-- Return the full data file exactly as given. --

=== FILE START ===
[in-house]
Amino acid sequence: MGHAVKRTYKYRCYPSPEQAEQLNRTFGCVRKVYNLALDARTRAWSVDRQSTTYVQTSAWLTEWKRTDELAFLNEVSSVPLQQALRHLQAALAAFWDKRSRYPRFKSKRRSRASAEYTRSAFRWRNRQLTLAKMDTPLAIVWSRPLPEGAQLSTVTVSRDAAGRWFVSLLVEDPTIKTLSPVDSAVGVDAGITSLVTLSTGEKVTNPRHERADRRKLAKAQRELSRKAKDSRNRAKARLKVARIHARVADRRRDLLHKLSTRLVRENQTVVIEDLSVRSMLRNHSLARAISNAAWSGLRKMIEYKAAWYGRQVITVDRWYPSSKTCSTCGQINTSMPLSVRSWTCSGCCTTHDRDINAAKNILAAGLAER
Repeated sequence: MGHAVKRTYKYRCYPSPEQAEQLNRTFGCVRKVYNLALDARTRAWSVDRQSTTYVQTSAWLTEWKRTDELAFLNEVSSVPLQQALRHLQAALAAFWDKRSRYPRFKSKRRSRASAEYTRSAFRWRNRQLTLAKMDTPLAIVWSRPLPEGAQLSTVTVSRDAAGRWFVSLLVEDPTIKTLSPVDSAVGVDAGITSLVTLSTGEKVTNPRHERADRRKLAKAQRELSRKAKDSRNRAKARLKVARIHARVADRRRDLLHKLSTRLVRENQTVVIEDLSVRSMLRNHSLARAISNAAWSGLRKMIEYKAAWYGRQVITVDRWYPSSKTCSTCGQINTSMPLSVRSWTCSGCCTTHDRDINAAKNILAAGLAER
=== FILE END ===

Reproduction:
[in-house]
Amino acid sequence: MGHAVKRTYKYRCYPSPEQAEQLNRTFGCVRKVYNLALDARTRAWSVDRQSTTYVQTSAWLTEWKRTDELAFLNEVSSVPLQQALRHLQAALAAFWDKRSRYPRFKSKRRSRASAEYTRSAFRWRNRQLTLAKMDTPLAIVWSRPLPEGAQLSTVTVSRDAAGRWFVSLLVEDPTIKTLSPVDSAVGVDAGITSLVTLSTGEKVTNPRHERADRRKLAKAQRELSRKAKDSRNRAKARLKVARIHARVADRRRDLLHKLSTRLVRENQTVVIEDLSVRSMLRNHSLARAISNAAWSGLRKMIEYKAAWYGRQVITVDRWYPSSKTCSTCGQINTSMPLSVRSWTCSGCCTTHDRDINAAKNILAAGLAER
Repeated sequence: MGHAVKRTYKYRCYPSPEQAEQLNRTFGCVRKVYNLALDARTRAWSVDRQSTTYVQTSAWLTEWKRTDELAFLNEVSSVPLQQALRHLQAALAAFWDKRSRYPRFKSKRRSRASAEYTRSAFRWRNRQLTLAKMDTPLAIVWSRPLPEGAQLSTVTVSRDAAGRWFVSLLVEDPTIKTLSPVDSAVGVDAGITSLVTLSTGEKVTNPRHERADRRKLAKAQRELSRKAKDSRNRAKARLKVARIHARVADRRRDLLHKLSTRLVRENQTVVIEDLSVRSMLRNHSLARAISNAAWSGLRKMIEYKAAWYGRQVITVDRWYPSSKTCSTCGQINTSMPLSVRSWTCSGCCTTHDRDINAAKNILAAGLAER